- Posted October 25, 2012 by
This iReport is part of an assignment:
The Election Factor No One Wants to Talk About
- hhanks, CNN iReport producer
Forget about the fact the presidential election is centering on the economy and jobs. There is another looming factor in this election year that may have the greatest impact, but no one really wants to talk about.
If you happen to be an older, white male, you really don't want to breach the subject.
That factor which could be the most determing factor in this race won't necessarily be the one of which candidate, President Barack Obama or Governor Mitt Romney, is best suited to deal with the economy and jobs, but rather may come down to race.
Yes, I know since the historic 2008 election when Obama became the nation's 1st black president, we are suppose to now be living in a post-racial world. Reality doesn't match that hope. In fact, race may be playing an even bigger factor this year than in 2008, but in another direction.
As Halimah Abdullah wrote in an op-ed piece today for CNN, Could Obama's Struggles with White Voters Cost Him the Election?, race is very much a key on whether Obama remains president or Romney takes the keys to the White House.
In 2008, Obama won the election capturing 42% of the white vote over his opponent Senator John McCain. This election season, the President is finding it difficult to get his percentage of the white vote to 40%.
In what was to be off-the-record talks with the Des Moines Register, the President noted that his re-election strategy counted on getting 70% of the Hispanic vote, which is the fastest growing minority voting bloc. But even if he does this, he will find the path to winning nearly impossible unless he can begin to gel a greater percentage of the white vote, which is still the biggest majority of all voters.
The question that is popping up in some circles is whether the President can tap into what conservatives call, "liberal white guilt", to be able to shore up his standing with white voters. Yet, liberals according to Gallup and most pollsters only account for about 21% of the total electorate.
It is no question that the President will once more have an overwhelming percentage of the black vote. Romney barely registers with that voting bloc averaging around 3-4%. Most concede that the President will have the majority of the Hispanic vote by a healthy margin.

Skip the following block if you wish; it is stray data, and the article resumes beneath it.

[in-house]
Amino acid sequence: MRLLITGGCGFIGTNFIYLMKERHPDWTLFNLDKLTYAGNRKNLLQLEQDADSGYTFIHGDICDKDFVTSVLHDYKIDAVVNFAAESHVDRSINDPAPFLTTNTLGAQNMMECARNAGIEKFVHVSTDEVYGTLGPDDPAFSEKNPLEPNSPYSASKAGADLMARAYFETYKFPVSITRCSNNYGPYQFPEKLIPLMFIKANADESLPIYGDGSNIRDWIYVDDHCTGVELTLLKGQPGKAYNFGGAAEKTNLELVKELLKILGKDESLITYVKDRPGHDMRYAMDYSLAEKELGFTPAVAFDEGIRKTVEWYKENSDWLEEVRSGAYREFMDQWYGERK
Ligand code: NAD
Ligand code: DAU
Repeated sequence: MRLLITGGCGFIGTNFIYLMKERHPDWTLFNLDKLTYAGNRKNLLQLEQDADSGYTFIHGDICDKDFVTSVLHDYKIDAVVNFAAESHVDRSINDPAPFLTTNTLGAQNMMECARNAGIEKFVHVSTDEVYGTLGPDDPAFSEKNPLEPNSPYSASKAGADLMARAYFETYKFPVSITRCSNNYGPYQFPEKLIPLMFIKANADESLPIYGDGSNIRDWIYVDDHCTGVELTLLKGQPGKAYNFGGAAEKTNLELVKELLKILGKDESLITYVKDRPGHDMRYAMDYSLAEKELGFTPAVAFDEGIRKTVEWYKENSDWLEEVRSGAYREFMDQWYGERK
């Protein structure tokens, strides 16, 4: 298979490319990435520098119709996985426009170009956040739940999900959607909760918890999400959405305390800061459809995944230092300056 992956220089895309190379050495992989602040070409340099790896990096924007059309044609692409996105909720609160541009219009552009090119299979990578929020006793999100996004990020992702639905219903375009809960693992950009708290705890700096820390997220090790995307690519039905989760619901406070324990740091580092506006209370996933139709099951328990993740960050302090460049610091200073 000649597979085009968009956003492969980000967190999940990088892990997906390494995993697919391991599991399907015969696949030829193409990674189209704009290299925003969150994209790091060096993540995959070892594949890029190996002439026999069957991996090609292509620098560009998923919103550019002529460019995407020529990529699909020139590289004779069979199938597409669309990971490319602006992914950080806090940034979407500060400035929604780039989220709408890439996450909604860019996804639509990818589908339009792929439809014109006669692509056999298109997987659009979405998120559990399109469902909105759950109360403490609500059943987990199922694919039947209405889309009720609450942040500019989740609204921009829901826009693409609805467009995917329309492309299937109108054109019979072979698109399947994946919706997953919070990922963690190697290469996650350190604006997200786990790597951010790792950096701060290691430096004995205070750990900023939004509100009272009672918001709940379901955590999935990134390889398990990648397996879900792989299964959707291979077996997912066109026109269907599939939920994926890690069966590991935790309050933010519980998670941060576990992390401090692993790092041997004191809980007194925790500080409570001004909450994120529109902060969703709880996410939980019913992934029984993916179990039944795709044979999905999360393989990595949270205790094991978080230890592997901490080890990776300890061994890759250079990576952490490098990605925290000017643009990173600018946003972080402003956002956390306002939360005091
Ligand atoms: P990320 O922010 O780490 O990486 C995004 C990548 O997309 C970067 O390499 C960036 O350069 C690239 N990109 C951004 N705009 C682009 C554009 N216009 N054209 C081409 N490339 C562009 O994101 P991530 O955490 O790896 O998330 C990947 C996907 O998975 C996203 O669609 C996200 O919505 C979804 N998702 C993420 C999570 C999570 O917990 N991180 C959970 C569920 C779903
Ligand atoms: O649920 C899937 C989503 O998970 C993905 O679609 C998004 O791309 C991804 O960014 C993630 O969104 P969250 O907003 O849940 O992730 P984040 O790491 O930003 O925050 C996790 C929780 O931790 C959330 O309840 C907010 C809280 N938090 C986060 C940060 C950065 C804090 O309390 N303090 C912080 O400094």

The next question then centers around the turnout of those minority voting blocs.
Unless those minority voting blocs turn out in equal numbers as the 2008 election, come January, we may see Romney in the White House. This is why the President and his team are pushing so hard during the early voting cylce to turn out those minority voters in large numbers.
But it all goes back to what will white voters do?
Romney is currently on track to gain 60% or more of the white voting bloc. He many even match Ronald Reagan's historic 64% of the white vote. If that happens or if Romney can claim to an even greater share of this voting bloc, he wins.
As much as we may all like to dream that we have moved into that post-racial world, every day life tells us that as long as there is humanity, race will play a factor. Not just within the US of A, but around the world. It is evident in such places as India, China, Burma, Sri Lanka, France, Germany and so many other nations where both race and ethnicity play a role in politics.
While I wish we could have reached that mountain where we are all blind to color as the Rev. Dr. Martin Luther King Jr. envisioned, the human condition and its shortcomings keep getting in the way. Maybe some day race won't matter, but in this 2012 presidential election, race may well determine the outcome.
From the Cornfield, it would be nice if everyone in the nation could close their eyes, not see the color of the candidates' skin, but only see and hear with their minds what Obama and Romney are describing as their vision for the future of the nation over the next 4 years. Then without race being a factor, only what we hear, we would make our decision of which view and plan sounds the best course for the country.